They are dead; but they live in each Patriot’s breast,
And their names are engraven on honor’s bright crest.
~Henry Wadsworth Longfellow
A hero is someone who has given his or her life to something bigger than oneself. ~Joseph Campbell
US Memorial Day often reminds me of weekend visits to my sisters in San Francisco years ago. I didn’t think much of US memorial day when I received the invitation the of the celebration at the Manila American Cemetery and Memorial today at 8:00 AM.
It was my dear husband who reminded me that US memorial day is significant to my family. A paternal uncle presumably dead was declared missing during World War 2 as he fought alongside with the USA army. He was the eldest among the six orphaned siblings, taking up law at the University of the Philippines. The eldest brother gave them hope that one day their properties that were forcibly taken away by their relatives would be given back to them. The war came and with a missing brother , they had no choice but fend for themselves with meager income from retained coconut lands. I cannot imagine how they survived.The second brother sacrificed his high school education by devoting full time as the “parent” of the brood. He ensured that the younger siblings got their education first before his own. What a sacrifice that must be.
As I listened to Ambassador Harry K. Thomas Jr memorial day message, I can only imagine the grief my father’s siblings went through. Losing both parents, their eldest brother and earning their keep. I cannot even begin to imagine what the other families felt after losing a loved one during the war. Each has their own story to tell, probably worse than my father’s family.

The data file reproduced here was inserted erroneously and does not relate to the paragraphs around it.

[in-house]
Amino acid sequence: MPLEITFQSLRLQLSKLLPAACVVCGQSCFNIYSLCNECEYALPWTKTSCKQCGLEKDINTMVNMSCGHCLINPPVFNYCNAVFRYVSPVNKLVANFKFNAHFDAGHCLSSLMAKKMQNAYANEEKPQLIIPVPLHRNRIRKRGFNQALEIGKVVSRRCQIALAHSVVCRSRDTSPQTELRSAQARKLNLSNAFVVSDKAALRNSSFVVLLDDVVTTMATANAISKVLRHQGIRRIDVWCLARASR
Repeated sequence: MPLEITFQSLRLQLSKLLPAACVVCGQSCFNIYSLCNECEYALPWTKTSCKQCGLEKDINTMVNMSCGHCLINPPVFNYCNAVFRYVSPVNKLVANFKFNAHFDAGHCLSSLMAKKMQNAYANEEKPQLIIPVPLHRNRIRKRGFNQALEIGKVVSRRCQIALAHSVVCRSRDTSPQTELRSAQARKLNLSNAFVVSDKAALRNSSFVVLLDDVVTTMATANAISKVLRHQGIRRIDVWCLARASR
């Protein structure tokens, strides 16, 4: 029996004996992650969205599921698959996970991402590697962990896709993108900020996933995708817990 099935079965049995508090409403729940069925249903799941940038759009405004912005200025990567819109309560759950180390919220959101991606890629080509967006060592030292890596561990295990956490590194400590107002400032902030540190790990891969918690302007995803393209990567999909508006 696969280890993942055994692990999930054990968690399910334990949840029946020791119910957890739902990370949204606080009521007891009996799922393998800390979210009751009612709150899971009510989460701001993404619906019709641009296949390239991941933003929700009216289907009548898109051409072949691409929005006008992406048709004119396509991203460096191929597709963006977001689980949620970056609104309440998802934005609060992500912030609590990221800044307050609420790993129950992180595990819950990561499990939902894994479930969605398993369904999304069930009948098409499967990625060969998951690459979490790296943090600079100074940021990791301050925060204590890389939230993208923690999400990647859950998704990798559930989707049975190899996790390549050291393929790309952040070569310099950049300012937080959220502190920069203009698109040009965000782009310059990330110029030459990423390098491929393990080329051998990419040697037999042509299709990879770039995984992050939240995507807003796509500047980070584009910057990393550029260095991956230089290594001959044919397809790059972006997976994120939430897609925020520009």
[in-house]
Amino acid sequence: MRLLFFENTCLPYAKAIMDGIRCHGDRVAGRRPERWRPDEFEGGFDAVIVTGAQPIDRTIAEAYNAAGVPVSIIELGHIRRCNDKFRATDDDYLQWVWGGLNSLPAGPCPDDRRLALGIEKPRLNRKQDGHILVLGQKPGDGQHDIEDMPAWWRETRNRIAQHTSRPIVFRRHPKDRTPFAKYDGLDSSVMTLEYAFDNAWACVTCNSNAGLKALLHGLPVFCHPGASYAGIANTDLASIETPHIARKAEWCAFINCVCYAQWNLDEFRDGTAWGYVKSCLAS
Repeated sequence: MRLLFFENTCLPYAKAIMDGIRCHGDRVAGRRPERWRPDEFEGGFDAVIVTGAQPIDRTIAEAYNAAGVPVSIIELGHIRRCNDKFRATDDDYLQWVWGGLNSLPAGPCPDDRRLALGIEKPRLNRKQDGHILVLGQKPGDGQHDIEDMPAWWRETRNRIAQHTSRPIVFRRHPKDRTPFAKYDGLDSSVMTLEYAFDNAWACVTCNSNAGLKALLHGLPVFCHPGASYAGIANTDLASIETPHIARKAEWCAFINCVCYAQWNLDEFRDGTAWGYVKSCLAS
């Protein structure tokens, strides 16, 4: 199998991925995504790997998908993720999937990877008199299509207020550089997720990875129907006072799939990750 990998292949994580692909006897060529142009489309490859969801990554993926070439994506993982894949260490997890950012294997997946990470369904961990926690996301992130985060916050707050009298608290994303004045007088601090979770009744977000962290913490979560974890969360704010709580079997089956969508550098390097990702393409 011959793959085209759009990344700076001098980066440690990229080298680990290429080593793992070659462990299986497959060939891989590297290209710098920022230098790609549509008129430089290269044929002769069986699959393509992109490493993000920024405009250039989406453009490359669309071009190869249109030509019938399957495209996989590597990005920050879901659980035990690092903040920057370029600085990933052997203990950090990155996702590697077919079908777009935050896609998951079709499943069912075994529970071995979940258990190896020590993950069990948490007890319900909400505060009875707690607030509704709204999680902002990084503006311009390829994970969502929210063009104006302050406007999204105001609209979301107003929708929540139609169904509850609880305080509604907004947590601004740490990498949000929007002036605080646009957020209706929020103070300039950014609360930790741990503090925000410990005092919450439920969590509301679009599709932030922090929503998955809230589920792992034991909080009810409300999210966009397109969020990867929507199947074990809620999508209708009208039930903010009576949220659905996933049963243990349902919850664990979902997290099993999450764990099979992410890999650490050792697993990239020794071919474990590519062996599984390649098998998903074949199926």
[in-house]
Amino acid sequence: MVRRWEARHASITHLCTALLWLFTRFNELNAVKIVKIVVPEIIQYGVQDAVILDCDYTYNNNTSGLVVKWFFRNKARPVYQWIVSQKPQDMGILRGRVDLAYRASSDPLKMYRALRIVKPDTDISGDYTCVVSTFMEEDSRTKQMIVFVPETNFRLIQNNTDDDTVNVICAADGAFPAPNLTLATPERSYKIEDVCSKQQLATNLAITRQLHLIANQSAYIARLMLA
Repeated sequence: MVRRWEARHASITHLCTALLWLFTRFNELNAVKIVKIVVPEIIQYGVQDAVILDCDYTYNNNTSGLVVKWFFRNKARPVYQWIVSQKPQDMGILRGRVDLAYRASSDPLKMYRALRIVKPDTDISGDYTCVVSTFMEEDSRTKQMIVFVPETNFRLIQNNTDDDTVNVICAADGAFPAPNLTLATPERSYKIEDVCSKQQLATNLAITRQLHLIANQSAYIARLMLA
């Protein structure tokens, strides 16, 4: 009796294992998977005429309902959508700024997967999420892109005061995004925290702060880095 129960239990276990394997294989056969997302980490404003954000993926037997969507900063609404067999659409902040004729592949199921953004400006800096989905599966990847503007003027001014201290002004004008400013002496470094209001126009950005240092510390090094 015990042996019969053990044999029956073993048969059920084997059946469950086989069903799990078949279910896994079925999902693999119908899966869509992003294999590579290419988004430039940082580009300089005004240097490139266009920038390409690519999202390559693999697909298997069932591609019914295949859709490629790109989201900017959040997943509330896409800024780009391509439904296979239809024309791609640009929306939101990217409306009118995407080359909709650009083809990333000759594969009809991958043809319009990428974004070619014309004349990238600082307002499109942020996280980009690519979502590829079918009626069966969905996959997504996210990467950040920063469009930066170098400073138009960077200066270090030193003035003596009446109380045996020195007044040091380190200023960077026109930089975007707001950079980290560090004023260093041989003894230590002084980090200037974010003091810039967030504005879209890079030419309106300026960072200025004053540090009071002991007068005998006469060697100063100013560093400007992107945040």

The ambassador said:
17,202 graves surround us in this cemetery. Inscribed on the limestone walls around us are 36,285 names of those whose remains were never recovered. In total more than 50,000 heroes are remembered here everyday. And they are not just remembered . They are honored.
My uncle is one of the 36,285 heroes whose body was never recovered. War is cruel. I don’t understand why we have to kill each other to fight for liberty, equality and justice . I know some of us are trying to make this world a safe place to live. I guess it is because we have different ideals and goals.
The children brought flowers to the memorial chapel, then stepped down the stairs and shouted together “We will never forget”
The Ambassador continued on with his message, “Jose Rizal once declared, ““What matters death if one dies for what he loves, for his land and for whom he adores?” Each of the 50,000 names transcribed in this cemetery belongs to someone who shared Rizal’s sentiments”
It must be an honor for our soldiers to fight for our country but is it really our war? Should we honor their sacrifices by continuing to strive forth the ideals for which they gave their lives?
Just not another war, please.
View more photos of US memorial day.